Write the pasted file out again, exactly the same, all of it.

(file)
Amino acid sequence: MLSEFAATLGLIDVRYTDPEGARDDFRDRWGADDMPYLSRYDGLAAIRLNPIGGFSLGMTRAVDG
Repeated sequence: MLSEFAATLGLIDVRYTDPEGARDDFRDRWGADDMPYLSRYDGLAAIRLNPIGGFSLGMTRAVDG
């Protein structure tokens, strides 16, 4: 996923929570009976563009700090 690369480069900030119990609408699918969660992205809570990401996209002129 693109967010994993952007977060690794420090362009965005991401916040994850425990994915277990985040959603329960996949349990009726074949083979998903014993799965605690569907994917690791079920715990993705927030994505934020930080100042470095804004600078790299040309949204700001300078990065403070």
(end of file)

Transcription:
Amino acid sequence: MLSEFAATLGLIDVRYTDPEGARDDFRDRWGADDMPYLSRYDGLAAIRLNPIGGFSLGMTRAVDG
Repeated sequence: MLSEFAATLGLIDVRYTDPEGARDDFRDRWGADDMPYLSRYDGLAAIRLNPIGGFSLGMTRAVDG
């Protein structure tokens, strides 16, 4: 996923929570009976563009700090 690369480069900030119990609408699918969660992205809570990401996209002129 693109967010994993952007977060690794420090362009965005991401916040994850425990994915277990985040959603329960996949349990009726074949083979998903014993799965605690569907994917690791079920715990993705927030994505934020930080100042470095804004600078790299040309949204700001300078990065403070």